Twice each year, about 4 billion birds in North America make what can only be described as a series of continuous ultramarathons — flying unbelievably taxing journeys north and south between the Americas, sometimes flying for days at a time over open water, without eating, sleeping, or touching down. Making these migratory journeys is so extreme and perilous that scientists believe 2.6 billion birds each year do not complete the journey.
For many birds, the migration is so intense that they have to make serious adaptations to their lives and bodies in order to undertake their journey. As technology gets more advanced, and tracking devices become lighter, scientists are able to gain more information about birds on their migrations, and what they are learning is fascinating!
What kinds of things do birds do to get themselves physically fit for migration? The answers might surprise you.
- Bulk up: Some birds like warblers, hummingbirds, and long-distance migrating shorebirds even double their body weight before leaving on migration. Some birds like Red Knots who in the fall will fly nonstop for several days – will get so fat they can barely get off the ground! But they need that extra fat – all of which they use – to get between the Americas in one pass. Read more about which birds do this in this Cornell article.
- Know when to leave: In spring, Red Knots must time their arrival in Delaware Bay just when horseshoe crabs traditionally come ashore to mate, so migration timing is critical. The protein provided by the eggs from horseshoe crabs will give them the energy and ability to complete their migration northward. If the horseshoe crabs aren’t there or their populations have decreased, the birds may not have enough energy to make it to their nesting grounds, or if they do, they might not be able to breed. Other birds need to time their arrival on nesting grounds to exactly when the food they require to restore themselves from migration is available. Climate change and a warmer planet is beginning to change when this happens. So when birds are cued by the length of day or certain weather patterns where they are to know when to leave, there are increasing instances of them missing their food source altogether and being unable to complete their journey, or breed.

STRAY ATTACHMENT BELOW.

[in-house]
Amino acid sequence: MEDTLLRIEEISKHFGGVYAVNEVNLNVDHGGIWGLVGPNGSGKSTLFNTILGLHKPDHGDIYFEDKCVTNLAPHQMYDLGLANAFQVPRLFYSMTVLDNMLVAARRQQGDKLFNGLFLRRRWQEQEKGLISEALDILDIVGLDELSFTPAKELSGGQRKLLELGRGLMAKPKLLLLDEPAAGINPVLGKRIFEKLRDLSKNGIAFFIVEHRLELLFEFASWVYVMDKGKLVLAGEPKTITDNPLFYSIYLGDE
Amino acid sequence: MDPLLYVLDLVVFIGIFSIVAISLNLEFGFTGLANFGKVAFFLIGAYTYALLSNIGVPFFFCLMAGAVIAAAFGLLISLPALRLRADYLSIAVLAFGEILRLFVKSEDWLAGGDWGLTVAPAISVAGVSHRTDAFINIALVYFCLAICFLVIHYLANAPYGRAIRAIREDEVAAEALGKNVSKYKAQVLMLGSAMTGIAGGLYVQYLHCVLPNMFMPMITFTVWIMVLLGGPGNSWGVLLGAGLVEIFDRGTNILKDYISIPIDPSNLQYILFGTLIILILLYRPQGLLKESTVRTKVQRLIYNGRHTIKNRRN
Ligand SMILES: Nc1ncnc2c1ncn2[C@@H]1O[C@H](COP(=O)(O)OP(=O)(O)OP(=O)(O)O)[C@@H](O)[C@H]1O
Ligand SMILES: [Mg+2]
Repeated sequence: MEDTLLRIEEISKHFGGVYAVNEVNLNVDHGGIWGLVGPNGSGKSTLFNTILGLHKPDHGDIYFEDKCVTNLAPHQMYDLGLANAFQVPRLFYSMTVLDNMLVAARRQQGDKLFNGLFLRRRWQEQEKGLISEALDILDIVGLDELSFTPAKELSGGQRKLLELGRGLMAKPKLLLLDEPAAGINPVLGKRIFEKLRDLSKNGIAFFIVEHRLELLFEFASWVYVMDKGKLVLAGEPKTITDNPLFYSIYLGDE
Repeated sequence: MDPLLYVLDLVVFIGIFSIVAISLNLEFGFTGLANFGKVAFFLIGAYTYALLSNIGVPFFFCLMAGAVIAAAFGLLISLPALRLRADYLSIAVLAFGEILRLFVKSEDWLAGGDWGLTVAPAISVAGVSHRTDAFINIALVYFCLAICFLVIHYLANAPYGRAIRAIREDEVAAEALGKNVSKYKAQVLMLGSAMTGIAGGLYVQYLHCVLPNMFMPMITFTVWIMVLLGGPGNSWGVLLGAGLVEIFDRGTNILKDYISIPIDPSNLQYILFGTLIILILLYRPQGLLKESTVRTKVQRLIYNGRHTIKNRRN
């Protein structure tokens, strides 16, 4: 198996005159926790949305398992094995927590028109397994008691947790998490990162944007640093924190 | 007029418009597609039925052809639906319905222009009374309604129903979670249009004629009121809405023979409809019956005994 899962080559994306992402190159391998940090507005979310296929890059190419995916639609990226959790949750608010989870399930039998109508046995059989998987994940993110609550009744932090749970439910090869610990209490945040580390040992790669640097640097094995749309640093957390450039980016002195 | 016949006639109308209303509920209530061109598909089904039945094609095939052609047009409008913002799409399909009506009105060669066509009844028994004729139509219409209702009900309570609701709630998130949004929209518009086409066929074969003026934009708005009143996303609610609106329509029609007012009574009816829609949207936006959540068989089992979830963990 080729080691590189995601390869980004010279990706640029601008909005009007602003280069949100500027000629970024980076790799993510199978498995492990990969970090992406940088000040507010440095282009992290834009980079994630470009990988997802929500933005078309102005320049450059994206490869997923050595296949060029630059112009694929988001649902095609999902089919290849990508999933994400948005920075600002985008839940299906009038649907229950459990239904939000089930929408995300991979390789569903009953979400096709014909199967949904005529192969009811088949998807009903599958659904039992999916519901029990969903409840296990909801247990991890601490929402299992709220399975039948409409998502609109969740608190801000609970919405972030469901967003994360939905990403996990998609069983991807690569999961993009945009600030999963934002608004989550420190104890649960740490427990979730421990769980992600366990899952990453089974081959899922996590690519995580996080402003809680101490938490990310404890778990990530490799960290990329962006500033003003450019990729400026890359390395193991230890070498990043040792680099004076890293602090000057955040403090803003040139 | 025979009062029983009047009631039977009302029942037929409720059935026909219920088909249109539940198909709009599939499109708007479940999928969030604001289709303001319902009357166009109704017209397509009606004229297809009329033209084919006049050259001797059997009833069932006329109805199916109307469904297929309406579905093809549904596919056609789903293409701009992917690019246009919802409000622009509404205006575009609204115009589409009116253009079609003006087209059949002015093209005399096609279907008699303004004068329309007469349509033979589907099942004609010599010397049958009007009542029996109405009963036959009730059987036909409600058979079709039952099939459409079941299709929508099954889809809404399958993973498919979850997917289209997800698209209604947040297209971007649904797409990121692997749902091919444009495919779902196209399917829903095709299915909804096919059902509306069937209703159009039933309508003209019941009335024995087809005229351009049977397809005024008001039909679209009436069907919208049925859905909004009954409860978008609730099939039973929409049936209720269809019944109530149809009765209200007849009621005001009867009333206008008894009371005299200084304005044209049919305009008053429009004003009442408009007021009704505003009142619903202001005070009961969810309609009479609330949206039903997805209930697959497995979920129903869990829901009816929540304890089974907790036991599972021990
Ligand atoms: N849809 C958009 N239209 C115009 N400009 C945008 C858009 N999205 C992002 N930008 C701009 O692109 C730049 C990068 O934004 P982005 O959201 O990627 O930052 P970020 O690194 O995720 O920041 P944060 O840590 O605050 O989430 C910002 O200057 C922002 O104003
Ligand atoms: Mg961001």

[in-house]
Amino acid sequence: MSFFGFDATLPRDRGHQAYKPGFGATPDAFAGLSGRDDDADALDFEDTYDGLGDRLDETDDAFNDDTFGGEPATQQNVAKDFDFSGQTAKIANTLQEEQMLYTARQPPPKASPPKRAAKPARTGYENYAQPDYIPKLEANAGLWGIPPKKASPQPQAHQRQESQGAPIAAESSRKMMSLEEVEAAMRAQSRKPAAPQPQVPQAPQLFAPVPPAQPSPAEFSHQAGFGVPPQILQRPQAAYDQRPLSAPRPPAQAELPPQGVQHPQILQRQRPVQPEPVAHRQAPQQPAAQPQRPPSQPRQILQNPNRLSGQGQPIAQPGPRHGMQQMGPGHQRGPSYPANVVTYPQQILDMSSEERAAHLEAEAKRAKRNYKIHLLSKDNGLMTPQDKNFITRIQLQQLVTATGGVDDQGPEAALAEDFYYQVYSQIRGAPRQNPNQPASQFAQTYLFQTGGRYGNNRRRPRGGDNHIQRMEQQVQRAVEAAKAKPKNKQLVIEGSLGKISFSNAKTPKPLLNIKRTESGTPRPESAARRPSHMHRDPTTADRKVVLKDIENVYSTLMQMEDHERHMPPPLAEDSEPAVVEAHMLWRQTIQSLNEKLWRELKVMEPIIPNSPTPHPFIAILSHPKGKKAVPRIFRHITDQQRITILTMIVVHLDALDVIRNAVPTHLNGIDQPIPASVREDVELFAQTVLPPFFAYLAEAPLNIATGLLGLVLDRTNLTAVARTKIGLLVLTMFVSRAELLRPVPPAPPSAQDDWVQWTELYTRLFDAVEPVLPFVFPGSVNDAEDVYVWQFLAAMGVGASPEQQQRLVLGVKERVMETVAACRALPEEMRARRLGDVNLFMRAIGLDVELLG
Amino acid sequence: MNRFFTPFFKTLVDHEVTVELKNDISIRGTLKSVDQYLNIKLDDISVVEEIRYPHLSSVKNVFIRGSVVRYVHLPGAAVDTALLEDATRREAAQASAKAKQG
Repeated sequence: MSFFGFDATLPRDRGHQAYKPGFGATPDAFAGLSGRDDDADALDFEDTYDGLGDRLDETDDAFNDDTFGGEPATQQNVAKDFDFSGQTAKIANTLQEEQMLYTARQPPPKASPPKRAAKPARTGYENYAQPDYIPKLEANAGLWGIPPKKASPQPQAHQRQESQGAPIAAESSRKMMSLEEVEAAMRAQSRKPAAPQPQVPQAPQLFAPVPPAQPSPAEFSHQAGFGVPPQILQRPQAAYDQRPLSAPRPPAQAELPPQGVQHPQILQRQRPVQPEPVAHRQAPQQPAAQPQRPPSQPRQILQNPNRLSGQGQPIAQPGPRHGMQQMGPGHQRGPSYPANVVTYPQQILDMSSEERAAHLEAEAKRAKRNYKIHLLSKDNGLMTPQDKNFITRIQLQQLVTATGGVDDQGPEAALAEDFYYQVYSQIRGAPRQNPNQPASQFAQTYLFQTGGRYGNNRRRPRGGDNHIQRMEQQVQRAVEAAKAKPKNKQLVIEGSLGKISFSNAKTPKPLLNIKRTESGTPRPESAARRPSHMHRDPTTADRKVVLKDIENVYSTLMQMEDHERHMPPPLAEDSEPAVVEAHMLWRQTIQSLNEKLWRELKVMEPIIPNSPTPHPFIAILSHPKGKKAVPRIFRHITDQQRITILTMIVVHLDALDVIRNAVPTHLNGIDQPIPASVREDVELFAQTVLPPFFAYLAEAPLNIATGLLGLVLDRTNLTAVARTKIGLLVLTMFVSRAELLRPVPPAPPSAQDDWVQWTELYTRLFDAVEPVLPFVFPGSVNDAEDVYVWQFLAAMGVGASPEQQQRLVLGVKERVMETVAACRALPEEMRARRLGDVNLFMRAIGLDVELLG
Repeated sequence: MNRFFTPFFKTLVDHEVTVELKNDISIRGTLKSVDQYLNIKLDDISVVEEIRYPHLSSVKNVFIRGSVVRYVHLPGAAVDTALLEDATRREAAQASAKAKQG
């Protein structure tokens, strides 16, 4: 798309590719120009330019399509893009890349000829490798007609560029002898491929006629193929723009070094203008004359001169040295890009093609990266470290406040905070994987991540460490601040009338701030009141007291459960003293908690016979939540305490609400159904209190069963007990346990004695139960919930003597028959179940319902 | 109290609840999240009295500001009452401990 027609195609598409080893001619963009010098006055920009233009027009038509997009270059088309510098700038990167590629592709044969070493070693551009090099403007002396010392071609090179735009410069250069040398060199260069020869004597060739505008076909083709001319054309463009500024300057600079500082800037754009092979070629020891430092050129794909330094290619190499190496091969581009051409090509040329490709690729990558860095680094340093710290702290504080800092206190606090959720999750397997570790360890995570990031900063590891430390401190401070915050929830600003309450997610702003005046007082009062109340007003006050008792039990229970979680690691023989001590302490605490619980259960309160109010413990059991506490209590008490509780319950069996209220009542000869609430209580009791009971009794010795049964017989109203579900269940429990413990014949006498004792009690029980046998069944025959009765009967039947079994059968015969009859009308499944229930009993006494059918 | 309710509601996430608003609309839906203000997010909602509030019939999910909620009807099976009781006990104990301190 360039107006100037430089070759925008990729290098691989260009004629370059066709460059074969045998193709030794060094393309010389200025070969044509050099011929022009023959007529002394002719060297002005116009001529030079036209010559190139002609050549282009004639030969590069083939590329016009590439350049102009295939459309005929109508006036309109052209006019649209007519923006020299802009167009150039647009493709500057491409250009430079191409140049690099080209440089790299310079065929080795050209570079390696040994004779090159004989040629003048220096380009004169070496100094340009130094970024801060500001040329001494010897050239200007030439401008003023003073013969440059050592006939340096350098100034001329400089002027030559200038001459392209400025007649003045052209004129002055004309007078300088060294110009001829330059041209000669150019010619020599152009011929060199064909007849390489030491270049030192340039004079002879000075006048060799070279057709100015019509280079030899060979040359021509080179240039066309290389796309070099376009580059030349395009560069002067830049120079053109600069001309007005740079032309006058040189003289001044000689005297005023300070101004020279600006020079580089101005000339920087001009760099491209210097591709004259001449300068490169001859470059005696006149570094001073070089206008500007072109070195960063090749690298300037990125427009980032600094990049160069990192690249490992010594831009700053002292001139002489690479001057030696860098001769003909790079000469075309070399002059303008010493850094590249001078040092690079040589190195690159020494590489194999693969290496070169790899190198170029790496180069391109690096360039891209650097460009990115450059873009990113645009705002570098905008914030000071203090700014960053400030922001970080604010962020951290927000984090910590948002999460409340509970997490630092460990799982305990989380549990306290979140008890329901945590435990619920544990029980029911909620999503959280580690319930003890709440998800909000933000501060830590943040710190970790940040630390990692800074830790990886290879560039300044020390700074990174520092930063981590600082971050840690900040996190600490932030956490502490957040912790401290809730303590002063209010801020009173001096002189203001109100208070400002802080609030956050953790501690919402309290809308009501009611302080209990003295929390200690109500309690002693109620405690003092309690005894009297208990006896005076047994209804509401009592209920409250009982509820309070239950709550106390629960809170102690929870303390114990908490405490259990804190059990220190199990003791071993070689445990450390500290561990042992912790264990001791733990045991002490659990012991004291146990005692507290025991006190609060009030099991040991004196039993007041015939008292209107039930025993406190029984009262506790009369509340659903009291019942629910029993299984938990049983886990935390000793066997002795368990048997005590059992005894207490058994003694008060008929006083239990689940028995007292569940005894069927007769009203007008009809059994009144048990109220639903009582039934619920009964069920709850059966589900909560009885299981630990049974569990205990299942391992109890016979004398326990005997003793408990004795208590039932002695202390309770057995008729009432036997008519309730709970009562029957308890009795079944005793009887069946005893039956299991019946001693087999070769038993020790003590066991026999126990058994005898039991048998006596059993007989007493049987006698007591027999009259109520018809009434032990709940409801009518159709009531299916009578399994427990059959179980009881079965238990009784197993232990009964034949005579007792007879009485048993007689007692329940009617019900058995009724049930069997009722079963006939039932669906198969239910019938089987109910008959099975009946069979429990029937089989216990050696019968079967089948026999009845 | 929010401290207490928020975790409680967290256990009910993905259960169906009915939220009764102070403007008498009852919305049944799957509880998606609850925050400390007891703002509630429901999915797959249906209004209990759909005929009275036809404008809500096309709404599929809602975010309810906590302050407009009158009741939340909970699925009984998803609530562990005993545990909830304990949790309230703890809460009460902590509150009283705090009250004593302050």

- Transform their internal organs: For some of these long-distance migrants, if they can’t make it on the fat reserves they’ve made for themselves, they have the ability to transform their internal organs and muscles to use as food while on the wing. Then when the birds land, if they survive the flight, their organs begin to convert back to normal as the birds start gorging on food.
These are just a few examples of what birds must do to make these treacherous flights. This article by Audubon has more info on what birds are capable of to meet the extreme needs of migration. And if you want an even more comprehensive look at migrating birds, read Scott Weidensaul’s amazing book A World on the Wing.